As part of the TERG Christmas Symposium a Thesis in Three competition was held – with a festive twist. Lauren participated with an osteoarthritic Santa starring as the main character in a re-imagined version of the traditional Christmas poem “‘Twas the night before Christmas” – thanks to Shannon for her help with the rhyming! Lauren was placed runner-up in the category of early stage PhD researchers.
Lauren Fagan was awarded a prestigious Irish Research Council Government of Ireland Postgraduate Scholarship to pursue her PhD in the areas of immunology, post-traumatic osteoarthritis and circadian biology. Lauren’s research is under the joint supervision of Dr. Annie Curtis and Dr. Oran Kennedy. Well done Lauren !
The Clock Lab scrubbed up nicely for this year’s masquerade themed Christmas party in RCSI. Armed with snazzy outfits and (free) masks, the lab group had an amazing night, with great food and dancing. It was definitely a night to remember.
George, Shannon, James and Lauren all participated in the Molecular and Cellular Therapeutics Research Forum for PhD students in December. Each gave a super Thesis in Three style talk on their respective projects. George won the overall prize for his talk entitled “Mitochondria – A link between Innate Immunity, Metabolism, and the Clock”. Pictured below is George receiving his prize from Prof. Tracy Robson, Head of Department.
Dr. Maria Morgan (senior lecturer MCT) and Annie developed and organized a full day of activities in RCSI for secondary school students from St. Dominics College, Ballyfermot. The aim of the day was to promote STEM to female students. Part of the day comprised of hands-on lab experience. The Curtis lab collaborated with Dr. Oran Kennedy’s lab to demonstrate the function of cartilage. This event was made possible by an Ambassadors Grant from L’Oreal Unesco for Women in Science
Video of the day can be found here:
Members of the Clock Lab took part in RCSI’s first Intergenerational Day to celebrate Positive Aging Week. RCSI welcomed family members of over 30 RCSI Staff. The Clock lab was involved in a research station on Circadian Rhythms and Macrophages. Annie’s own Mam (pictured below) was one of the participants on the day.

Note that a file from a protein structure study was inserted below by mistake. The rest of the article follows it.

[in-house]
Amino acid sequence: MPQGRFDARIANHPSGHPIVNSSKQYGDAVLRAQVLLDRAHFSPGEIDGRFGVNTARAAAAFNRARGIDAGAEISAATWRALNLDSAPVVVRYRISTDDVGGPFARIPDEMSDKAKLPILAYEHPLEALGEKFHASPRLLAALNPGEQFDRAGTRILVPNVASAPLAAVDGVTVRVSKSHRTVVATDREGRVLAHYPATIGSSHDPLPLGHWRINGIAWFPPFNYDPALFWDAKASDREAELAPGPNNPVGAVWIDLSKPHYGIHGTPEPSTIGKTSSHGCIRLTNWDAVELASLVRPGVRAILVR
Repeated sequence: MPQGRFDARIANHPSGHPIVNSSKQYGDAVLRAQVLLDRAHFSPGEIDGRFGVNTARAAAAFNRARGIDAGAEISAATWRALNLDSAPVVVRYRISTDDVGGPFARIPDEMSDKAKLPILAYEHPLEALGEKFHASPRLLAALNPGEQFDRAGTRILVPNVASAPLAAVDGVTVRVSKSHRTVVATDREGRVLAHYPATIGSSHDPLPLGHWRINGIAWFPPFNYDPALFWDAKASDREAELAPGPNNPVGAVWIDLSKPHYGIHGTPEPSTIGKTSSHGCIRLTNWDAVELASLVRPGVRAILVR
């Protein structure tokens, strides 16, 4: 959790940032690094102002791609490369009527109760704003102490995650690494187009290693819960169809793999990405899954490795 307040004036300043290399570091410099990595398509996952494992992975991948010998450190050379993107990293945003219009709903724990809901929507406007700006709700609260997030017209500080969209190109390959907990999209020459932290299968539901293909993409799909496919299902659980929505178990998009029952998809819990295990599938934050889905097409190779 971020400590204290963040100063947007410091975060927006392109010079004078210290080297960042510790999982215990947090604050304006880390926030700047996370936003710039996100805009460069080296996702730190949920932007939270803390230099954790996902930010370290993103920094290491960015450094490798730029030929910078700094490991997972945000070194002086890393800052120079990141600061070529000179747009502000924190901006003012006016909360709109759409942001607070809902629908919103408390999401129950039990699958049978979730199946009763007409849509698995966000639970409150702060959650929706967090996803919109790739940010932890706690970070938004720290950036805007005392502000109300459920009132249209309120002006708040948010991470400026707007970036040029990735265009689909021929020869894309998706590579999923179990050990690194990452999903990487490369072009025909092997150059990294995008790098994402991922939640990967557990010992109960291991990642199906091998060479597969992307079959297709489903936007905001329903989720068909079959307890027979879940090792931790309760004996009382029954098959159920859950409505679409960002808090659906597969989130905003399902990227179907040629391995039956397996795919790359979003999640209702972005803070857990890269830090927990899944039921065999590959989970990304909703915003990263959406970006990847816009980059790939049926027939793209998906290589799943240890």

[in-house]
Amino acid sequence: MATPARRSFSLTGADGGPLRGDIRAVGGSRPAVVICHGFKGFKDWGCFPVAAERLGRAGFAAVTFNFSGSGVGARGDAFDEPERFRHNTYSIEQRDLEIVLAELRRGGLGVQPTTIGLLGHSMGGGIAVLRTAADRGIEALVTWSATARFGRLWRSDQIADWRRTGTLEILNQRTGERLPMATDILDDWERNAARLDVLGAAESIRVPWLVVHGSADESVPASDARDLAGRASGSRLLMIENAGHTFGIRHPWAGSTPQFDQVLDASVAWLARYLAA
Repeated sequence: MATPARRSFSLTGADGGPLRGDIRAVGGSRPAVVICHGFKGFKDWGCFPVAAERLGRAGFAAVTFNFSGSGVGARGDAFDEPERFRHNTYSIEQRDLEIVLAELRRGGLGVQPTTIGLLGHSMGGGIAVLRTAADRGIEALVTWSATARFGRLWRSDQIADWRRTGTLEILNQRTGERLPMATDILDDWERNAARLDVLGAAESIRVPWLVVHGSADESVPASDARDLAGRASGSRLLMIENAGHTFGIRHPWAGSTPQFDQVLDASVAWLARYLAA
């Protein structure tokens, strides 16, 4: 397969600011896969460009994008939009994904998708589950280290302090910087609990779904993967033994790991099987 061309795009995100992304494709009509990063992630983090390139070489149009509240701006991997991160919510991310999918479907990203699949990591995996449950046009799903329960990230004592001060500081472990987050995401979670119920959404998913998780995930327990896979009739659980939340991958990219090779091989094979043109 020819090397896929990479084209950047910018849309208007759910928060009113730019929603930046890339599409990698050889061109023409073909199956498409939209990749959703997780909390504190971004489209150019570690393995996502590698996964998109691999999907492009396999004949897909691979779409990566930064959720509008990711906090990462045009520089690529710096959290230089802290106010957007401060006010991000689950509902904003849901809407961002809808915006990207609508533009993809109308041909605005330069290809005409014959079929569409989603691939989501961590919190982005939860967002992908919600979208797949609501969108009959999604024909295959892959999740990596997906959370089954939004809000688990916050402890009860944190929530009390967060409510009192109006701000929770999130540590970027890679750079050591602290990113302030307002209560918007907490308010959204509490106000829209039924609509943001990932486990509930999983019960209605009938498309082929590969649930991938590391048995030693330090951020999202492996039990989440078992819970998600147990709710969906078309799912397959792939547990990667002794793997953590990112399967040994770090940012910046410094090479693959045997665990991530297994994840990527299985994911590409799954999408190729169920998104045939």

Dr Mariana Cervantes was successful in obtaining funding from The National Council of Science and Technology (CONACYT) from Mexico under the Support for Postdoctoral Researchers Abroad Linked to the Consolidation of Research Groups scheme. This funding will support her postdoctoral research in circadian biology in the Curtis-Clock Lab, under the guidance of Dr Annie Curtis. The grant titled “Impact of circadian control on mitochondrial metabolism in Dendritic Cells and their implications in vaccination” was funded for $48,000 for 2 years. In this project, Dr. Cervantes will unravel the mechanisms by which the molecular clock regulates dendritic cell function with the objective to improve vaccination strategies. This grant is awarded to Mexican Postdoctoral researchers who wish to carry out high-level research in prestigious universities worldwide.
Annie and her team were awarded a Career Development Award (CDA) from Science Foundation Ireland for a project titled
“MacroCLOCK - Circadian Control of Macrophage Mitochondria: A New Approach in the treatment of Chronic Inflammatory Disease” . This project will investigate new mechanisms by which the molecular clock in macrophages controls mitochondrial function and inflammation.
Further information can be found here:
The Curtis Lab hit the streets of Dublin in May 2018, to spread the good word to the masses about the importance of our body clock in health and disease.
First was PhD student George Timmons, who took part in the 30th PubHD event at J.T Pims Bar on Georges Street. He won the audience over about the importance of our body clocks in controlling the inflammatory response.
Second up was postdoc Mariana Cervantes, who contributed to the Pint of Science Festival at the Mercantile Bar on Dame Street. Mariana made the convincing case that the body clock is controlling our metabolism and how this is having a massive impact on our immune function.
Annie is delighted that her lab is so engaged in public outreach, but is becoming suspicious given all the talks are happening in great bars around the city!
George at the PubHD event
Jamie Early , became Dr. Jamie Early on April 23rd 2018. Jamie is the first student to graduate from the Curtis Lab. His project was a joint collaboration between our lab and that of Prof. Luke O'Neill at Trinity College Dublin. Pictured below Luke, Annie, Jamie and Dr. Vanja Pekovic-Vaughan who was the external examiner